Elon Musk Offered Ukraine War Advice On Twitter – This Is How It Went

Yes, the tech mogul is now trying his hand at international relations.
Elon Musk has proposed his own solutions for resolving the war in Ukraine
Elon Musk has proposed his own solutions for resolving the war in Ukraine

Elon Musk has ended up in a Twitter spat with the Ukrainian president Volodymyr Zelenskyy after proposing his own solution to resolve the Russian invasion.

The tech mogul, known for Tesla cars and the private space company SpaceX, tweeted about how to achieve “Ukraine-Russia peace” on Monday night.

Musk suggested: “Redo elections of annexed regions under UN supervision. Russia leaves if that is will of the people.”

Moscow held four sham referendums at the end of September in areas of Ukraine it claims to have “liberated” – Donetsk, Luhansk, Kherson and Zaporizhzhia – and alleges that the regions have voted to join Russia. This was a breach of international law.

The international community already rejected the results before it was announced, believing people were coerced into voting – if they were able to vote at all.

Ukraine managed to retrieve some of these areas through its latest series of successes just days after Vladimir Putin declared they were Russian territory.

But, Musk, co-founder of PayPal, continued with his proposal: “Crimea formally part of Russia, as it has been since 1783 (until Khrushchev’s mistake).

“Water supply to Crimea assured.”

The Crimea peninsula was annexed by Russia in 2014, and Kyiv has vowed to get it back. It has been part of Ukraine since the dissolution of the Soviet Union in 1991.

Musk also suggested: “Ukraine remains neutral.”

This is arguably the most controversial part of his plan, as Ukraine has just applied to join defensive alliance NATO, the North Atlantic Treaty Organisation, in a bid to protect itself against Russia’s aggression and nuclear threats.

Russia also invaded Ukraine in an unprovoked act of aggression back in February, under the guise of a “special military operation” and the unsubstantiated claim that neo-Nazis were running the country.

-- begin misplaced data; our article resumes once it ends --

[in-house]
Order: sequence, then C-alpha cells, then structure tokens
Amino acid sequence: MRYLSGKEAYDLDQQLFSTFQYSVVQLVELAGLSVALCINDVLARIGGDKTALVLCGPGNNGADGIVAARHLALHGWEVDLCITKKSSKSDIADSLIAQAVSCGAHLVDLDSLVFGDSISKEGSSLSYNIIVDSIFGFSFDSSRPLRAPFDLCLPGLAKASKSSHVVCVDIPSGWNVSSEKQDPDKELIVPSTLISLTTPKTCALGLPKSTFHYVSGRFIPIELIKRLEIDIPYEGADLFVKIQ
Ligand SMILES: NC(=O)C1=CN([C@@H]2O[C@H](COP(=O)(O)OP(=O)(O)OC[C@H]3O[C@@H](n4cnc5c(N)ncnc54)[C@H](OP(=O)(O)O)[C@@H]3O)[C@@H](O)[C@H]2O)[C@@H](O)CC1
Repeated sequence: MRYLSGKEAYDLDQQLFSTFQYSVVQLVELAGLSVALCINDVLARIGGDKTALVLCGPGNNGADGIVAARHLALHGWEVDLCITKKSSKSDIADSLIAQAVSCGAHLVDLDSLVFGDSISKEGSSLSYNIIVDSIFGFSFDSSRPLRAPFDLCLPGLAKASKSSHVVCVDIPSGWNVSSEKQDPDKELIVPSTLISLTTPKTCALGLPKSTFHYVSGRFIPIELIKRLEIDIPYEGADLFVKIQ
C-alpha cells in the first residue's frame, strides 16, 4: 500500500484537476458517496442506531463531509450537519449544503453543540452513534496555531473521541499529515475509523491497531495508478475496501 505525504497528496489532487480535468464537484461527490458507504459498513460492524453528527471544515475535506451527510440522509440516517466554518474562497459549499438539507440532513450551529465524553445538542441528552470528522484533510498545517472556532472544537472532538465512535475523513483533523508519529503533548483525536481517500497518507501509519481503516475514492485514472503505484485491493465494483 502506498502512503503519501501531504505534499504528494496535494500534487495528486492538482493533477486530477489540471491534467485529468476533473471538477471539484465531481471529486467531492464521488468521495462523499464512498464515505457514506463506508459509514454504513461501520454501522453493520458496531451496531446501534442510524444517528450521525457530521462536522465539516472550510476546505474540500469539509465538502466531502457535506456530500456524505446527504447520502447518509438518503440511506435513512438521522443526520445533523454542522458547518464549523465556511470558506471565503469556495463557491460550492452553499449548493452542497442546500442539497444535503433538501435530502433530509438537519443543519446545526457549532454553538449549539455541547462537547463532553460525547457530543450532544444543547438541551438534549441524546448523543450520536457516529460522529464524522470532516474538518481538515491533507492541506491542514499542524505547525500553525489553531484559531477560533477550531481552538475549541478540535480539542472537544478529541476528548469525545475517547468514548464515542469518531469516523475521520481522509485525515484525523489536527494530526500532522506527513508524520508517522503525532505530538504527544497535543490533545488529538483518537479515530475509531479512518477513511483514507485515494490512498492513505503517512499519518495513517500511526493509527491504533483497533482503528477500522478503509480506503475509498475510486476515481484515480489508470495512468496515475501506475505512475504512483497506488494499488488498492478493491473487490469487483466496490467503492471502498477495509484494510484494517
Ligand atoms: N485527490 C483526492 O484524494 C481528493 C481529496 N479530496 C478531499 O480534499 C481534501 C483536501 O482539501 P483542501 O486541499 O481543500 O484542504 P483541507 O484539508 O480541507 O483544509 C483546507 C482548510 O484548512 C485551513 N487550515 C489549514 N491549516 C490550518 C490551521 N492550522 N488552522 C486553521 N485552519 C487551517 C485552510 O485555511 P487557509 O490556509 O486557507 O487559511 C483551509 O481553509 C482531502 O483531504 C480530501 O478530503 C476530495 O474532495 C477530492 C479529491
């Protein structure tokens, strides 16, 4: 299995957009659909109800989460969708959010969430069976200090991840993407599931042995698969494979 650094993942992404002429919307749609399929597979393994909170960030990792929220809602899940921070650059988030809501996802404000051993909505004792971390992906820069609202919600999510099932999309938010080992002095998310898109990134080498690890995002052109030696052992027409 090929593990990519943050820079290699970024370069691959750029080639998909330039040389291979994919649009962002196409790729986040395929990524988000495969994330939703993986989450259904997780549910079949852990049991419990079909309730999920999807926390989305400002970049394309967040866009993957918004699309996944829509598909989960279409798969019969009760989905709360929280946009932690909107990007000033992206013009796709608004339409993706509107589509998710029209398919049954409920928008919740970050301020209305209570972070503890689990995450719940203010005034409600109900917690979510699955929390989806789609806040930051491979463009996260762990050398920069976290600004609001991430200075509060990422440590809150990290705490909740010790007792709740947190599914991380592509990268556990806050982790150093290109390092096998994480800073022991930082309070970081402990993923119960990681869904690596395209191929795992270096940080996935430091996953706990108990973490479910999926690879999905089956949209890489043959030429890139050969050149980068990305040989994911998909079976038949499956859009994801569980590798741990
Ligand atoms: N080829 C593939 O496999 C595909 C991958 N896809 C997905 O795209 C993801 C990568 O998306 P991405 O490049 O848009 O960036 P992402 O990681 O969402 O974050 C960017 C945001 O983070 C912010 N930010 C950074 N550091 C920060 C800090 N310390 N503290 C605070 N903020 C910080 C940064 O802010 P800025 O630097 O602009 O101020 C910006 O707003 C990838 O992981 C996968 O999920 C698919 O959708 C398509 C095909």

Musk presented this plan as a Twitter poll. More than two million people voted in less than 24 hours – and with seven hours left to go, 60.2% said they did not support it.

But, Musk was pretty determined to stand by his proposals. In response, he tweeted: “This is highly likely to be the outcome in the end – just a question of how many die before then.

“Also worth noting that a possible, albeit unlikely, outcome from this conflict is nuclear war.”

Musk’s Twitter thread comes after Ukraine’s successful counteroffensive over the last few weeks. Meanwhile, accusations that Russia is committing war crimes against Ukraine through its aggressive shelling continue to climb.

Clearly seeing that this idea hadn’t landed, Musk tweeted: “Let’s try this then: the will of the people who live in the Donbas & Crimea should decide whether they’re part of Russia or Ukraine.”

The majority (58.1%) supported this suggestion after 16 hours of voting.

Musk also pinned a tweet saying: “Russia is doing partial mobilisation. They go to full war mobilisation if Crimea is at risk. Death on both sides will be devastating.”

However, this overlooks the fact that partial mobilisation has caused anti-war protests around the country, streams of people fleeing Russia and – due to the lack of training these reserve soldiers have had – is not expected to result in any additional victories any time soon.

After significant backlash, Musk tweeted that he does not wish to be popular, but cares that “millions of people may die needlessly for an essential identical outcome”.

He also alleged that Russia has more than three times the population of Ukraine, so Ukraine’s victory is unlikely. “If you care about the people of Ukraine, seek peace.”

So, how did Ukraine respond?

Well, Ukrainian president Volodymyr Zelesnkyy was quick to respond with his own poll.

He asked Twitter users: “Which @elonmusk do you like more?”

The options were “One who supports Ukraine” and “one who supports Russia”.

Almost 80% of two million voters backed the former option.

Musk has history for causing a stir on Twitter. Not long ago, he was even proposing buying the entire social media platform, but a falling-out with the executives behind the company over spam accounts on the platform saw the $44billion (£36billion) deal fall through.


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